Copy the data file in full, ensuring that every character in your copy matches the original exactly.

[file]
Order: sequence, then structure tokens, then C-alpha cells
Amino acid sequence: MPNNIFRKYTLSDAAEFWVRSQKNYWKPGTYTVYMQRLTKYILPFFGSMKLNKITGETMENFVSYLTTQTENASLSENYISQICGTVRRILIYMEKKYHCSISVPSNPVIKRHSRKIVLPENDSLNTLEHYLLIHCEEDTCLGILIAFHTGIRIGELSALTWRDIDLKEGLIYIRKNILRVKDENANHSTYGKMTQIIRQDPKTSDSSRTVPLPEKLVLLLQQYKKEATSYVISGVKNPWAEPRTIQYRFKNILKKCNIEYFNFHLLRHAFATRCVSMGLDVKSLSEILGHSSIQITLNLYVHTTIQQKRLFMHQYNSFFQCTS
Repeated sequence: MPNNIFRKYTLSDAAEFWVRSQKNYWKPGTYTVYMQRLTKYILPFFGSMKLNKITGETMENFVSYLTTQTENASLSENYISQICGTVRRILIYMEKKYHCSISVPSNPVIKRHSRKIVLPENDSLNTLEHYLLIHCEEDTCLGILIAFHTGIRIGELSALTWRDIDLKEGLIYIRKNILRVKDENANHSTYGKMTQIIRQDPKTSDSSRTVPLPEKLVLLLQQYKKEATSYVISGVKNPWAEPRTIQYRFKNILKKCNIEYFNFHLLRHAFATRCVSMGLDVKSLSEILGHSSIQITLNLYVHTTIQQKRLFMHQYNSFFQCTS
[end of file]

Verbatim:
Order: sequence, then structure tokens, then C-alpha cells
Amino acid sequence: MPNNIFRKYTLSDAAEFWVRSQKNYWKPGTYTVYMQRLTKYILPFFGSMKLNKITGETMENFVSYLTTQTENASLSENYISQICGTVRRILIYMEKKYHCSISVPSNPVIKRHSRKIVLPENDSLNTLEHYLLIHCEEDTCLGILIAFHTGIRIGELSALTWRDIDLKEGLIYIRKNILRVKDENANHSTYGKMTQIIRQDPKTSDSSRTVPLPEKLVLLLQQYKKEATSYVISGVKNPWAEPRTIQYRFKNILKKCNIEYFNFHLLRHAFATRCVSMGLDVKSLSEILGHSSIQITLNLYVHTTIQQKRLFMHQYNSFFQCTS
Repeated sequence: MPNNIFRKYTLSDAAEFWVRSQKNYWKPGTYTVYMQRLTKYILPFFGSMKLNKITGETMENFVSYLTTQTENASLSENYISQICGTVRRILIYMEKKYHCSISVPSNPVIKRHSRKIVLPENDSLNTLEHYLLIHCEEDTCLGILIAFHTGIRIGELSALTWRDIDLKEGLIYIRKNILRVKDENANHSTYGKMTQIIRQDPKTSDSSRTVPLPEKLVLLLQQYKKEATSYVISGVKNPWAEPRTIQYRFKNILKKCNIEYFNFHLLRHAFATRCVSMGLDVKSLSEILGHSSIQITLNLYVHTTIQQKRLFMHQYNSFFQCTS